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Edmonton most development-friendly city, GTA worst: CHBA report

The Edmonton and Toronto areas are a tale of two cities, according to a new Canadian Home Builders' Association (CHBA) report. Edmonton’s municipal processes for new construction are the most streamlined in Canada, while those in Toronto are the worst.

On behalf of the CHBA, Altus Group conducted a survey of 21 cities and scored the Albertan capital highest overall for its planning processes and systems, permit approval timelines and municipal levies. The results are contained in the 2022 CHBA Municipal Benchmarking Study.

“In the case of Edmonton, they’re at the top of the list for planning features and when it comes to approval timelines and government charges they’re in the top 10,” Kevin Lee, CEO of the CHBA, told RENX. 

Other cities which scored well included Charlottetown, Calgary and London, Ont. At just three months, Charlottetown had the fastest approval times of any major Canadian city.

All 10 Greater Toronto and Hamilton, and Metro Vancouver municipalities included in the study were ranked in the bottom 10.

Municipalities lag on creating efficient approval systems

In recent years, many municipal officials have paid lip service to warnings from the building industry that protracted timelines – often caused by delays granting permit approvals – drive up the cost of housing the consumer ultimately bears.

With the exception of British Columbia, Western Canadian provinces have historically doled out construction permits fairly quickly and their tax regimes have tended toward moderation.

“The City of Edmonton is focusing on doing better and better in all of these areas and that’s where we need all municipalities to be,” Lee said.

“The nice thing about rankings is if you are not doing well, you’re probably not happy about it, but you’re also probably hoping to do better in the future and we’ve found that cities that do well in these rankings want to stay at, or near, the top.”

The Edmonton Construction Association (ECA), which represents the commercial and industrial segments of the industry to a larger extent than the residential side, meets with municipal officials around three times a year and can attest to the city’s commitment to efficiency.

In particular, the city’s usage of virtual inspections save a lot of time, noted ECA president David Johnson.

He cautioned there’s room for improvement and the city should not rest on its laurels lest other municipalities opportunistically pick up the slack.

“We’d love to see that translate over to the commercial industrial side as well, bearing in mind there have been improvements, but it’s not atypical to see three- or four-plus months on the commercial side,” he said.

“We have general contractors stating they’d pay more for permits if it means they’d have better timelines.”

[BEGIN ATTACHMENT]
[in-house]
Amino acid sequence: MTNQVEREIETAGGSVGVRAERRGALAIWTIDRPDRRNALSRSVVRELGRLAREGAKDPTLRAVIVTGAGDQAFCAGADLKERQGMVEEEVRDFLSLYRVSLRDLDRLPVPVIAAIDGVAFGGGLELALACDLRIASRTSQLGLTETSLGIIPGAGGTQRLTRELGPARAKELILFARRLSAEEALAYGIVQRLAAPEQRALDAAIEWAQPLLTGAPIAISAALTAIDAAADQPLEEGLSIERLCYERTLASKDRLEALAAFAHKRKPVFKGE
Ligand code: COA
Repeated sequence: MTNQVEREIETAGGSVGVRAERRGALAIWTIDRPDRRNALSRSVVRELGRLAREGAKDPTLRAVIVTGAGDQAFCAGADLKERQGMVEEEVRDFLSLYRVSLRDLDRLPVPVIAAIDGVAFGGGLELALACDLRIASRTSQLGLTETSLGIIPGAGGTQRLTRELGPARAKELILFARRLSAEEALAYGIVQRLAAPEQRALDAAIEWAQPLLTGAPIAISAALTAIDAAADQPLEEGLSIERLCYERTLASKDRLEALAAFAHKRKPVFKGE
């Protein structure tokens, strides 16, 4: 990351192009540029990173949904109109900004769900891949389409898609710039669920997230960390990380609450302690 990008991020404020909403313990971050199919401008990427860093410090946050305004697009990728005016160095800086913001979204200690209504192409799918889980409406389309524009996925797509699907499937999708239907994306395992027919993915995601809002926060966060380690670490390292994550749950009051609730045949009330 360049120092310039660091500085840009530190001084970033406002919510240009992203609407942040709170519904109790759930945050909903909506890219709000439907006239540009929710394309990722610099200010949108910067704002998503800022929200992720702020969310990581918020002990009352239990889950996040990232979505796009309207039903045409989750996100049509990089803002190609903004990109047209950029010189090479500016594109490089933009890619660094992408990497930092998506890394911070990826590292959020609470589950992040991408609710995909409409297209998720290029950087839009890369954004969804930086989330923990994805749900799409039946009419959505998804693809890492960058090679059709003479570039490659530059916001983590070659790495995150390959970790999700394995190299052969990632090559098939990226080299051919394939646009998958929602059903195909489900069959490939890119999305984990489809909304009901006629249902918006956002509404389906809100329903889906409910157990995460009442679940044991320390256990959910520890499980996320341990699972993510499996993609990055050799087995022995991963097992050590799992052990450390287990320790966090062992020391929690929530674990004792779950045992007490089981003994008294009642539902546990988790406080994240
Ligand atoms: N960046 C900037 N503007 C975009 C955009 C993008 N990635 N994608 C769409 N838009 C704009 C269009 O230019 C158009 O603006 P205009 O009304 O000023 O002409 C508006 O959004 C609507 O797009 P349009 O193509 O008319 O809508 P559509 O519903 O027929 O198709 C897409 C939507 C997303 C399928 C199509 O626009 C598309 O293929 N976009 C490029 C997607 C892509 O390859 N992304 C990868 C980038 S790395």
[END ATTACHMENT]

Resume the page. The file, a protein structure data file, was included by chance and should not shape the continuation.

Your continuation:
Toronto-and-area fares poorly in rankings

Canada’s largest metropolitan area, on the other hand, is hampered by excessively long permit approval delays, according to the report.

The 18th to 21st spots respectively were rounded out by Greater Toronto Area municipalities: Toronto, Pickering, Bradford-West Gwillimbury and Markham.

“When you look at municipalities in the GTA, they really fare quite poorly, especially in approval timelines and government charges,” Lee said, adding taxes and development charges have risen an average of 700 per cent Canada-wide during the past 20 years.

“It’s been even worse in the GTA. Since our last study in 2020, we’ve seen those government charges go up 25 per cent on low-rise and 29 per cent on high-rise construction. If you look at Toronto, the average government charges are up to $189,000 per unit. It’s not unusual in the GTA to see total governments costs at 25 per cent.

"That’s an astronomical number.”

Lee is alluding to the fact that, in the GTA, a quarter of a home’s cost can be comprised of government levies and development charges.

On the plus side he credits Toronto for having good planning features and an efficient electronic system, as well as making information pertaining to the planning processes easily available.

“But being able to execute on everything and get it through approval systems — and we’ve already talked about the exorbitantly high charges that a company in new construction pays — that’s where it comes apart,” Lee said.

He recommends as-of-right zoning as one way to shorten timelines, and noted that, irrespective of whether an application is for a small or tall building with more units, wait times are the same and much too long.

Governments "not good" at service delivery

Richard Lyall, president of the Residential Construction Council of Ontario, has long advocated for Toronto’s municipal officials to prioritize efficiencies.

“Government does not undertake operations terribly efficiently," he said. "Government entities are not good at delivering services.”

He added that government levies are North America’s highest and make homeownership prohibitive to younger homebuyers.

“When you’re asking young people to scratch and save a down payment that, at one point in time was $100,000, it would have been hitting it out of the park, but now the cost of the product is over a million bucks and $300,000 are just taxes, charges and levies,” Lyall said.

“Your down payment doesn’t even cover those.”


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